Youth violent crime is on the rise. That is exactly why we must champion young people, not vilify them

April 11, 2019

On 27 March, 25-year-old Ramane Richard Wiggan was shot dead in West Norwood, around the corner from BIGKID Foundation’s offices. Sadly, this was the 12th person under the age of 25 to be murdered in London in 2019; since, two more have been killed. 

 

Youth violent crime is undeniably on the rise. In 2018, 51 people under the age of 25 were murdered in the capital. 11 people are injured in knife attacks every single day, and 60% of those caught with a knife are under the age of 25. In Lambeth, where BIGKID works, youth offending rates exceed London and England averages. Serious Youth Violence has increased by 35% in Lambeth over the past two years. 

 

However, this rise in youth violent crime has, thankfully, been met with responses from those high up. The cross-party Youth Violence Commission was launched in 2017 following a parliamentary debate to explore root causes of knife crime. Mayor of London Sadiq Khan has also announced various measures to combat the issue, including the establishment of a Violent Crime Taskforce  (including escalated stop-and-search powers - more on that later), the London Needs You Alive campaign, and a £45 million Young Londoners Fund. 

 

Yet, regardless of everything being done to address this worrying rise in youth violent crime, the narrative surrounding these stories remains overwhelmingly one-sided. The focus is almost always on stories of young black men killing each other. This is accompanied by an emphasis on criminal justice as a solution. Within this story, the young people are almost always the problem. 

 

Interestingly, many have been quick to condemn drill music - a strain of hip-hop imported from Chicago and laced with mentions of violence - as a key contributing factor in the rise of knife crime in the UK. Social media has also been vilified, and while it has been used to spread videos of criminal acts, and is proven to impact mental health, it cannot be considered the sole cause of this problem. 

 

As mentioned above, much of the work being done to address the youth violent crime wave has focussed on criminal justice. This is particularly interesting given Theresa May’s original assertion that there is actually no correlation between rising crime and police cuts. While May has since backtracked - after Met Police chief Cressida Dick argued that there was, in fact, a link - criminal justice measures continue to be the focus of anti-knife crime campaigns. Tougher sentences for knife possession have been implemented, and stop-and-search orders have been escalated. This is something that we see regularly, with many of the young people we work with getting stopped-and-searched on their way to football or youth club sessions. Unfortunately, there remains an underlying racial bias, with black people being stopped and searched at many times the rate of white people. This issue is compounded by the fact that the majority of young people, when being stopped-and-searched, have no idea about their rights - making this an altogether more terrifying experience. Accompanying the racial bias in stop-and-search measures, the youth violence ‘epidemic’ has been widely portrayed by the media as a black issue.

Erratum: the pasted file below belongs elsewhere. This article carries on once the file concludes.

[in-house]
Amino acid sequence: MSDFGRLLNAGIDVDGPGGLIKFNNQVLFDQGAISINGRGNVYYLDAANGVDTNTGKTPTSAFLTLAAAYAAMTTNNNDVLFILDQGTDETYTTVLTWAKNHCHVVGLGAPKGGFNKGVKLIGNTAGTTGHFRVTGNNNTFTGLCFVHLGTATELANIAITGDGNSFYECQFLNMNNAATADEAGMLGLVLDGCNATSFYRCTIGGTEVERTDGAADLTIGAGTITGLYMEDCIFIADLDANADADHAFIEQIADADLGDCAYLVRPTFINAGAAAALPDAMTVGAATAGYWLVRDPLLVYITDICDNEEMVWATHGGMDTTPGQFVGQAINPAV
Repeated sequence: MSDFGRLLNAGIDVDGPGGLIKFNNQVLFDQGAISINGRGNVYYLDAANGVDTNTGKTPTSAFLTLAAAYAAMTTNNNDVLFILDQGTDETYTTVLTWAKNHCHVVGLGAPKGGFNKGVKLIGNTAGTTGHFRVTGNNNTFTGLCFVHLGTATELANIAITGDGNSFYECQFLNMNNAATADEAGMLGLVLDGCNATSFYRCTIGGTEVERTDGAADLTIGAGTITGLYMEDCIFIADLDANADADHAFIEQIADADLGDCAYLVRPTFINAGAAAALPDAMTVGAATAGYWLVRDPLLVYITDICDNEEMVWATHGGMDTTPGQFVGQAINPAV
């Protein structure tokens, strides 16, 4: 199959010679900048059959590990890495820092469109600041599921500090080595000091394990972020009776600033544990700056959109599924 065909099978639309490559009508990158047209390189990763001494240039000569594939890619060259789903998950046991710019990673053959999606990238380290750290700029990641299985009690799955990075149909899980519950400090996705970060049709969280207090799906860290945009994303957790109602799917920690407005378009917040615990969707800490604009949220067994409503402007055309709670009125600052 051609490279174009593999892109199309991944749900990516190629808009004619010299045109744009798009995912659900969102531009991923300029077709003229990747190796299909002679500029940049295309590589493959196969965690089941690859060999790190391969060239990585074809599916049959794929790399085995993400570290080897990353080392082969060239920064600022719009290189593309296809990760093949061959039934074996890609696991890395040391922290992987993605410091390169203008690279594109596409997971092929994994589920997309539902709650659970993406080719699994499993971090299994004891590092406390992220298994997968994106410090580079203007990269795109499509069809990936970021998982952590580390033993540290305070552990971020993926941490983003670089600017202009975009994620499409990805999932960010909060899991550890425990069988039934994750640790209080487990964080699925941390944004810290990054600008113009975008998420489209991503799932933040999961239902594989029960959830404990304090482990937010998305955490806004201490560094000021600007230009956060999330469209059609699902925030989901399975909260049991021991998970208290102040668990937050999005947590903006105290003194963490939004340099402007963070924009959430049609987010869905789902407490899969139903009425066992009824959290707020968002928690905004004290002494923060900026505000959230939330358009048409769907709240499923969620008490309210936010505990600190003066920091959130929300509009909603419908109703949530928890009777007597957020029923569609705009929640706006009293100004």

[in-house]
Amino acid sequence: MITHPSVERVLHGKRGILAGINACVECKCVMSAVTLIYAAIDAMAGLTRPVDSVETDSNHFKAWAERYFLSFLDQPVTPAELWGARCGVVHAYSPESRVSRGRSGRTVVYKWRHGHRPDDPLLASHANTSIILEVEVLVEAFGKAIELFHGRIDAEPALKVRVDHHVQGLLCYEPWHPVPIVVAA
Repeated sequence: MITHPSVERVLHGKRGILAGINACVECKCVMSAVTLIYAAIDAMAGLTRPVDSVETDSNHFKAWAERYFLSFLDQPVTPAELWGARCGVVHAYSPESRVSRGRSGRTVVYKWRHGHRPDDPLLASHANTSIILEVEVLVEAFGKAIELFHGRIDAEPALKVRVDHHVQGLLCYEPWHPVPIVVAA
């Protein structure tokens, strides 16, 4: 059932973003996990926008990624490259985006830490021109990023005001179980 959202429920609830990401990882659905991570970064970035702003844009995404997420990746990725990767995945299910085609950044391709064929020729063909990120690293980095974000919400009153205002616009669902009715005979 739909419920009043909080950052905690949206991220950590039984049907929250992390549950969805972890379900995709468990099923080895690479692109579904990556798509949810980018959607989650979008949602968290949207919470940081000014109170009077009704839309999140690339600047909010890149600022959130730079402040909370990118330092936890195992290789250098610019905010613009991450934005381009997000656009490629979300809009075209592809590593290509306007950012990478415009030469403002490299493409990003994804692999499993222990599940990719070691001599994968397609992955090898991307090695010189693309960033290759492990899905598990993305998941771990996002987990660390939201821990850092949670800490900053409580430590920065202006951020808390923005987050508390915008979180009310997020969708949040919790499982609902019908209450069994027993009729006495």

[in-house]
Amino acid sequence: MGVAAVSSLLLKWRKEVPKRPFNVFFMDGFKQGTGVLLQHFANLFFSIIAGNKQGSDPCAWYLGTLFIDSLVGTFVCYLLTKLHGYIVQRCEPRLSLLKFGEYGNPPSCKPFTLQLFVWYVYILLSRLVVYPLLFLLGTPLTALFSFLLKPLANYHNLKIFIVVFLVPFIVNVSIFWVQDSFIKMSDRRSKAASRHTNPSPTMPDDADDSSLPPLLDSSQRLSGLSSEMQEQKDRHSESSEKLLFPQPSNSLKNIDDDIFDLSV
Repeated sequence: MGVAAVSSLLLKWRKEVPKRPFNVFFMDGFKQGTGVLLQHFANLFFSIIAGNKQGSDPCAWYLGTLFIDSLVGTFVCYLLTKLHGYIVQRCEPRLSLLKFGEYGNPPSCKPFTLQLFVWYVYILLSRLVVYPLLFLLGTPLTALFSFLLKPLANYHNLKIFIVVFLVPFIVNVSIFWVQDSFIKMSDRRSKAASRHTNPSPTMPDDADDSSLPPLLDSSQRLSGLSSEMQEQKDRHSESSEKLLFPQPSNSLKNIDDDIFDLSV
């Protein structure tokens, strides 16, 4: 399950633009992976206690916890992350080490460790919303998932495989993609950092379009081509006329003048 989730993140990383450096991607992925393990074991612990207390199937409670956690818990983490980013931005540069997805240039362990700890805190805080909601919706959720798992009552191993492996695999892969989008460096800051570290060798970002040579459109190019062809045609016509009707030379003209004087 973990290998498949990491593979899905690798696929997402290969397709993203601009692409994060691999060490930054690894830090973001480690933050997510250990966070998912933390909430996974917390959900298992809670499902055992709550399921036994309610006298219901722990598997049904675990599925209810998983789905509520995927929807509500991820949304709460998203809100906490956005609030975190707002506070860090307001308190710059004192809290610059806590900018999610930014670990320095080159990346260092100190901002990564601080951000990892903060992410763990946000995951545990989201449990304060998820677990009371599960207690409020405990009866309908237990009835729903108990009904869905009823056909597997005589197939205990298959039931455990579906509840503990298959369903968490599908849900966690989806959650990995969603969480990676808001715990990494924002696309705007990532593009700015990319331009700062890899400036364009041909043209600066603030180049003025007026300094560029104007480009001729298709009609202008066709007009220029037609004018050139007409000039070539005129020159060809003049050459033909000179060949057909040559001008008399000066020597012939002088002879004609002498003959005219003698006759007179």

When we read about youth violent crime in the papers and hear about it on the news, young people are criminalised. At BIGKID, we believe that the key to solving the problem of youth violent crime is multi-faceted and needs to address root causes - but we also know that none of this will work if we continue to vilify young people, rather than champion them. When young people are told that they are criminals, they begin to believe that they are. 

 

At BIGKID, we are taking an entirely different approach. We exist to champion young people, and help them to take control of their lives, find, develop and act on their own potential. How do we do this? We celebrate their achievements - whether this be staying in school, turning up to a session on time, or not getting angry when they miss a goal. We are there to say ‘congratulations’ and ‘well done’, and to simply ask them ‘how are you today?’

 

The majority of the sports coaches and youth club workers at BIGKID are young people themselves who have come through our programmes. In this way, they act as role models to other young people in their communities, showing them that there are endless opportunities out there for them. Our ‘home-grown’ coaches are also much better placed to help our beneficiaries - they know, intimately, the issues that they are facing and have come out the other side. 

 

In trying to subvert the existing narrative around London gang and knife culture, we have been lucky enough to have the support of some amazing ambassadors, who themselves have triumphed in the face of similar pressures. Efe Obada, now playing in the NFL for the Carolina Panthers, was abandoned in London aged 10, grew up in Stockwell and had never played American football until five years ago. Obada is a symbol of passion and dedication for our young people, and proves that anything is possible when you put your mind to it. Obada, now a BIGKID ambassador, has been the figurehead of our American football programme, which we piloted at the end of 2018. Every Tuesday, young people from across Lambeth and the surrounding boroughs - boys and girls, of many ages - come and play American football. In the process, they develop key life skills, get to socialise, and improve their physical and mental health. This is just one example of the amazing things young people are doing in London. 

 

We will never stop championing our young people. We hope that the wider public, and those in government, will do so, too. Young people aren’t th